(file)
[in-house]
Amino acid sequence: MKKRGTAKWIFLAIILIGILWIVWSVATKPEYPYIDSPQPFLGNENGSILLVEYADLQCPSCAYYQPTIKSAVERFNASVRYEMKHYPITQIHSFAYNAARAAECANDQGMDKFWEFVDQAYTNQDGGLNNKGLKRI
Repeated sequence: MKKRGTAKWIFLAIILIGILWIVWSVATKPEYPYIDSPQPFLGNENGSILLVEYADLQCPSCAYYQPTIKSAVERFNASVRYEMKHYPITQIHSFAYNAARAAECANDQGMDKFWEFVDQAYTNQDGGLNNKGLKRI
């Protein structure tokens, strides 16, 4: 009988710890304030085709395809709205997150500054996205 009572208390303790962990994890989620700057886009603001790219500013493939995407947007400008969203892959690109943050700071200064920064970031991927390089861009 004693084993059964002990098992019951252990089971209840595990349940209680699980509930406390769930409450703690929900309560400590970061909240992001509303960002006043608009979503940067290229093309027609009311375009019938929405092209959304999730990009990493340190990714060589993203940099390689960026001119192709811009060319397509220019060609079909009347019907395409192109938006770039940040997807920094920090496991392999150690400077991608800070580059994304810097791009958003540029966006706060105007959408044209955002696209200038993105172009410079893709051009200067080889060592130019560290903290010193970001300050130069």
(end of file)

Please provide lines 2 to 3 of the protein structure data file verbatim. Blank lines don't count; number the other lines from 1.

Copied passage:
Amino acid sequence: MKKRGTAKWIFLAIILIGILWIVWSVATKPEYPYIDSPQPFLGNENGSILLVEYADLQCPSCAYYQPTIKSAVERFNASVRYEMKHYPITQIHSFAYNAARAAECANDQGMDKFWEFVDQAYTNQDGGLNNKGLKRI
Repeated sequence: MKKRGTAKWIFLAIILIGILWIVWSVATKPEYPYIDSPQPFLGNENGSILLVEYADLQCPSCAYYQPTIKSAVERFNASVRYEMKHYPITQIHSFAYNAARAAECANDQGMDKFWEFVDQAYTNQDGGLNNKGLKRI